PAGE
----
Excerpts from Jim Conrad's
Naturalist Newsletter

from the August 19, 2012 Newsletter issued from the woods of the Loess Hill Region a few miles east of Natchez, Mississippi, USA

At weedy edges of bottomland and swamp woods nowadays a certain robust, waist high herb is issuing exotic-looking flowers. The blossoms are arranged in pale, spikelike racemes that show up vividly against the dark green woods. You can see a typical inflorescence arising from a leafy stem below:


A side view of one of its unusual flowers is shown below:

Wood Sage, TEUCRIUM CANADENSE, flower close-up

This wildflower is good to know because it's so widely distributed -- found throughout nearly all of forested North America, into Mexico and Cuba -- and it flowers appear during that super-green, in-between season when it's too late for spring wildflowers and too early for fall ones. Because this herb is so widely distributed it goes by several names, including Wood Sage, Germander, Canada Germander, American Germander, Hairy Germander, and Wild Basil. It's TEUCRIUM CANADENSE, and if you know your herbs and wildflowers you'll have recognized from the plant's flower anatomy, its tooth-margined (serrated), opposite leaves and its squared stems that Wood Sage is a member of the Mint Family, the Lamiaceae.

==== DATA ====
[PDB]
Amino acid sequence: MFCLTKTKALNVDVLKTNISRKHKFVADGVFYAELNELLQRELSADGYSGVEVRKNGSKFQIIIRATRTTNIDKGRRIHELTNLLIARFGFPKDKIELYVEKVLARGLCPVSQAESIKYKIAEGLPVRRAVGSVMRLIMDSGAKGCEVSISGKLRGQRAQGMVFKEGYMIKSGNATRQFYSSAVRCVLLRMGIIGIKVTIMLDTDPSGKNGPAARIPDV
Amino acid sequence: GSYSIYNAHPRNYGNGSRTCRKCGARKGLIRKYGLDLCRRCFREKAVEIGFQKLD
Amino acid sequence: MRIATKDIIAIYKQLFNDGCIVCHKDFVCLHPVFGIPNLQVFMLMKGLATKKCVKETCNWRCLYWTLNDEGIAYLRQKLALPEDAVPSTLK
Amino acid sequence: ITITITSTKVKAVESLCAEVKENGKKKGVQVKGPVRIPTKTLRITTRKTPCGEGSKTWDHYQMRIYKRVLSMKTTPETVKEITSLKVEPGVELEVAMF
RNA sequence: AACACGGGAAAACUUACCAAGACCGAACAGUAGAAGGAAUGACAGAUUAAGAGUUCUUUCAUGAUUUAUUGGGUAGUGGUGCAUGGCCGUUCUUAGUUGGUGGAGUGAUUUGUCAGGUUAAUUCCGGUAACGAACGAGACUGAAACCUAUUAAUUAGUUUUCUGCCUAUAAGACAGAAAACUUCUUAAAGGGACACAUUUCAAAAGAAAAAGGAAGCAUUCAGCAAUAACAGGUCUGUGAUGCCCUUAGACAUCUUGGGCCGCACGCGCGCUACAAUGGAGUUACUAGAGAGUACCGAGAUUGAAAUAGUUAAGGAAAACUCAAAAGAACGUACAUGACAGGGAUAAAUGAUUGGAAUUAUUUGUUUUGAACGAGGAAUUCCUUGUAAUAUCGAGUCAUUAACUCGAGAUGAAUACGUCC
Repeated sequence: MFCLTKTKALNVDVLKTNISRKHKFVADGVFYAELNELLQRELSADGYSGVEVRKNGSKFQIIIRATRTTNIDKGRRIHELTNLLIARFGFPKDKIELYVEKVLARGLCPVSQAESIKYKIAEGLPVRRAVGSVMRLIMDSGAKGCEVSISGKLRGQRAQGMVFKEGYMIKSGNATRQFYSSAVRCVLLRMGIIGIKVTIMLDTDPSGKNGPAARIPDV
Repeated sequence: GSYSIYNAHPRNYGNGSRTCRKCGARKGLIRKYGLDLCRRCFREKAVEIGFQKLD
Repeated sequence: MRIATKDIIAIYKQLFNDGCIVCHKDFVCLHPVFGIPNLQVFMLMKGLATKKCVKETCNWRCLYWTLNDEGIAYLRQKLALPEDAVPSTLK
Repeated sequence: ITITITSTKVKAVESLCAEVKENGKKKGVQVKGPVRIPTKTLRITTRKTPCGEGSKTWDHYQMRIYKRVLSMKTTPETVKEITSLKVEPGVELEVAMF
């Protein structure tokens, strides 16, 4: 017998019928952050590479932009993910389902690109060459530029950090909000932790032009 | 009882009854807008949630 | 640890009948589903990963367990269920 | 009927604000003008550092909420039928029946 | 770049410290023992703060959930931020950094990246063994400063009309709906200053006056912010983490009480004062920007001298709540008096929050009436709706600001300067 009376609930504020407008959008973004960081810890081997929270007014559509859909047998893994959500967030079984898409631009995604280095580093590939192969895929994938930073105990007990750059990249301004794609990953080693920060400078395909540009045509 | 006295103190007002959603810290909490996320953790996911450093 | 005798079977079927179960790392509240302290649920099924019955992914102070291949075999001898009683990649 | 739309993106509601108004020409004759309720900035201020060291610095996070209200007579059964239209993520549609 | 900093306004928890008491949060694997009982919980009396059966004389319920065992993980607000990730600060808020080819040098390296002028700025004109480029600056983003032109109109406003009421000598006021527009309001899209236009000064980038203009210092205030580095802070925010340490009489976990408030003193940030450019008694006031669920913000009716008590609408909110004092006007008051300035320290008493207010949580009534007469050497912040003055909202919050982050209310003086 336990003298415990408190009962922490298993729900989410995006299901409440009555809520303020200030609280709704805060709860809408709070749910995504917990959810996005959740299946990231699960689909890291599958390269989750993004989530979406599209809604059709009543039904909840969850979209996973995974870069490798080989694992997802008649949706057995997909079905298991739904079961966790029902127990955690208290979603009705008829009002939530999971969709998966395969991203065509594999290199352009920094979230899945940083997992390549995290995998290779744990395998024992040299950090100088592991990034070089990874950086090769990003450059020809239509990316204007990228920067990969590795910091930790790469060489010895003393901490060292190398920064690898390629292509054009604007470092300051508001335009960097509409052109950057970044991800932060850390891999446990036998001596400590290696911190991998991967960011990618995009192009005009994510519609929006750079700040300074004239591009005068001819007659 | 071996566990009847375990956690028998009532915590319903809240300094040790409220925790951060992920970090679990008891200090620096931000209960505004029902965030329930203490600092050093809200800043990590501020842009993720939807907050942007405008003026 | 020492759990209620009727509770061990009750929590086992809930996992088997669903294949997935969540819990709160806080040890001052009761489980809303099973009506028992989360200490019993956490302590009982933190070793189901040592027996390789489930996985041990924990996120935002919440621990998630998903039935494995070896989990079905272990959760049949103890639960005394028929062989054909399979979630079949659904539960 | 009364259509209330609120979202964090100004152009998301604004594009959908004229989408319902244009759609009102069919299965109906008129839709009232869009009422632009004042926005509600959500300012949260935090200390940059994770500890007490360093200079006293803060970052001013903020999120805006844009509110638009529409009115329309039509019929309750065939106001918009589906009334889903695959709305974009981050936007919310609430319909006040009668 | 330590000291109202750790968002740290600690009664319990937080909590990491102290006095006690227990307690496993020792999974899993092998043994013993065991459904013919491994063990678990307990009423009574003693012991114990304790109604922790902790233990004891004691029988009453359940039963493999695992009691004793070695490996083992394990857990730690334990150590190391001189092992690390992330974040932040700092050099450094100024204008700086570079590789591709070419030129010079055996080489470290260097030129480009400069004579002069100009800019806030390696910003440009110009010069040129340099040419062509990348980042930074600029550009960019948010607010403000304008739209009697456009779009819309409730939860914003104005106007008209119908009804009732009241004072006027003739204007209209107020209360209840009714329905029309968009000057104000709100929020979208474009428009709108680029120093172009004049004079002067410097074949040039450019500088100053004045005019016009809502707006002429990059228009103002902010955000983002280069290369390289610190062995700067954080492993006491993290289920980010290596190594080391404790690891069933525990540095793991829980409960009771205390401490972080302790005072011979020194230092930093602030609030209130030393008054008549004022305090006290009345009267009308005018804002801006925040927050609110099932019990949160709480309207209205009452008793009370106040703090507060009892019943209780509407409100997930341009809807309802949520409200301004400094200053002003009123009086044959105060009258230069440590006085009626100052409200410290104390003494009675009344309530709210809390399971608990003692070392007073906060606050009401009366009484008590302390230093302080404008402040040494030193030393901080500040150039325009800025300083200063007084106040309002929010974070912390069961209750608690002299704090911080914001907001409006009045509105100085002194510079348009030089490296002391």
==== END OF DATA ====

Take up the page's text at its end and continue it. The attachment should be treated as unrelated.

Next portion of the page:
The flowers are adapted to pollination by long-tongued bees, including bumblebees, honeybees, as well as by bee flies, thick-headed flies, and various butterflies or skippers.

Wood Sage reminds us that all mint species don't necessarily produce "minty-smelling" herbage. Wood Sage's leaves smell mildly foul, with no hint of mintiness.

Web pages dealing with medicinal plants copy from one another the mind-numbing sentence "A tea made from the leaves is diaphoretic, diuretic and emmenagogue," but in general nowadays Wood Sage isn't regarded as being particularly medicinal. It's just nice to see, and it makes pollinators happy, and their predators.